The Salvation of Elijah Campbell – Afterword

If the Civil War novel ever happens, the main character is Elijah Campbell.  The story will concern itself with how Elijah gets from rural Marion County, Alabama to a meeting with Lincoln himself in 1864.  I think that story is interesting, exciting, and emotionally moving.  I am probably the only one who thinks that.  What follows actually happens after the main story closes and probably won’t be in the novel.

This is the dialog of a chance meeting Elijah Campbell has with a couple in Northeast Mississippi in 1868.  Elijah and his black friend, Claude (who figures prominently in the main story), are riding down the banks of the Buttahatchie River to see if it is feasible to establish a tow barge route to the Tombigbee to facilitate the marketing of the cotton produced at the community Elijah has founded at Campbell Springs.  The couple, the Carsons, own a small subsistence farm in the edge of Mississippi.  Their only son joined the Confederate Army in late 1861 and was heard from only once since then.  Elijah and Claude are looking for a place to spend the night as they approach the Carson house.  Mrs. Carson eventually recognizes Elijah from a picture she had seen in an old newspaper.  Here we go…

The Salvation of Elijah Campbell – Afterword

Elijah – Evenin’ Ma’am.  We’re lookin’ for a place to spend the night.  I wonder if we might use your shed over there?

Mrs. Carson – Yes sir.  I’m sure that would be fine with my husband.  He’s not been feeling well.

Elijah saw a man who appeared to be in his sixties, but who, for some reason, he imagined might be somewhat younger than that, in a straight-backed, cane-bottomed chair leaned back against the house on the front porch.  The old man was staring straight ahead and Elijah thought he could hear him mumbling something under his breath to no one in particular.

Elijah – I’m sorry your husband is ill Ma’am.  We’ll be leavin’ at first light.

Mrs. Carson – Stay as long as you like.  My husband starting having spells like this in ’65.  Sometimes they’ll last most of the day, sometimes for only a few minutes.  I can never understand exactly what he says.  Every so often he’ll cry while he tries to talk, big ol’ tears will run down his cheeks and his voice breaks all up, but he never sobs or anything like that.  I think he’s talking about our son.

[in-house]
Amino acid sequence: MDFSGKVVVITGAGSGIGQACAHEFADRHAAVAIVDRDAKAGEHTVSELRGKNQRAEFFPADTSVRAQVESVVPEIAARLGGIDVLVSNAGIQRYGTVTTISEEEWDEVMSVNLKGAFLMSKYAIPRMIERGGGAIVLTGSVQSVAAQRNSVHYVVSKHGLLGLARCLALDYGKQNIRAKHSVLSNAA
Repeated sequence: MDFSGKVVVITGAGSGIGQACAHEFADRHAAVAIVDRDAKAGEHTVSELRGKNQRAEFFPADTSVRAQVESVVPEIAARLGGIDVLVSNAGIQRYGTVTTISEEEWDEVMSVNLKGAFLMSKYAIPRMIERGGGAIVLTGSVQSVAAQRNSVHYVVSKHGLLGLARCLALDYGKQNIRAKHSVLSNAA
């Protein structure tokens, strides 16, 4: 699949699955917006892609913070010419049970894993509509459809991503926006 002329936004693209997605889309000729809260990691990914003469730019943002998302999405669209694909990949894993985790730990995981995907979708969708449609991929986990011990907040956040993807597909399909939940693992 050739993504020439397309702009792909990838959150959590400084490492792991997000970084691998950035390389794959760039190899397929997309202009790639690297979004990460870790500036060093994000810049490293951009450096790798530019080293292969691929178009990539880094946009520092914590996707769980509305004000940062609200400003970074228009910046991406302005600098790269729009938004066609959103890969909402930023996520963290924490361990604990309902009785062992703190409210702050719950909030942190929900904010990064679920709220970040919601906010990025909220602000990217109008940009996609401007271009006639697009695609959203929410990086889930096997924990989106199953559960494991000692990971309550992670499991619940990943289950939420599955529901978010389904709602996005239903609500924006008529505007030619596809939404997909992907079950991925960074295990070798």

Elijah – You lost a son in the War, Ma’am?

Mrs. Carson – I reckon we lost him.  All we know is that he went off to the war and he never came back.

Elijah – I’m sorry Ma’am.  (Elijah and Claude removed their hats)

Mrs. Carson – He left in December of ’61.  We told him not to go, that that fight didn’t concern us.  But he wouldn’t listen.  He left anyway, snuck off one night.  When we got up the next morning, he’d left a note, said he was going to kill some Yankees.  We got one letter from him, in March.  He was with Johnston’s army (the one that got himself killed).  He talked about striking the northern invaders who had stuck their nose where it didn’t belong and were trying to take away our rights.  He seemed like he was out of his head, all wild and such.  I guess it was being around all them other rebels.  We think he was killed at Shiloh, but we don’t know for sure.

Elijah – A lot of good Southern boys died there, Ma’am.

Mrs. Carson – He had a friend named Silas Reed.  He mentioned him in the letter.  We know that Silas was killed there.  We figure our boy likely died with him, that they were probably together.  But we never got any word about our son.  We know where Silas is buried, about half a mile from Shiloh Church.  But we don’t know if our son is buried there too.  We don’t even know for sure that he died there.  We don’t know what happened to him.  I sure wish we did.  If we just knew….(her voice trailed off)

Elijah – Claude and I are real sorry, Ma’am.  We’ll just…(but the woman kept talking)

Mrs. Carson – Do you know how the Southern boys were buried at Shiloh, sir?  (She continued before Elijah could speak)  Beauregard had ‘em dig trenches about as wide as a body is long.  They were scattered out over a few acres of the battlefield.  I guess they were mostly about half as long as from here to over there.  (She pointed to the shed, about 20 yards distant)  Then they just piled ‘em in there, one on top of the other.  No body ever dug ‘em up.  I don’t know if you could tell one from another if you did, whether they had anything on them that would give a body its name.  I don’t know if our boy is in one of those ditches or not.  I just don’t know… (Her voice trailed off again)

Elijah and Claude lowered their heads and turned their horses to ride over to the shed.  But the woman started talking again, she had only stopped for a few seconds.  They stopped and turned back around out of respect to listen.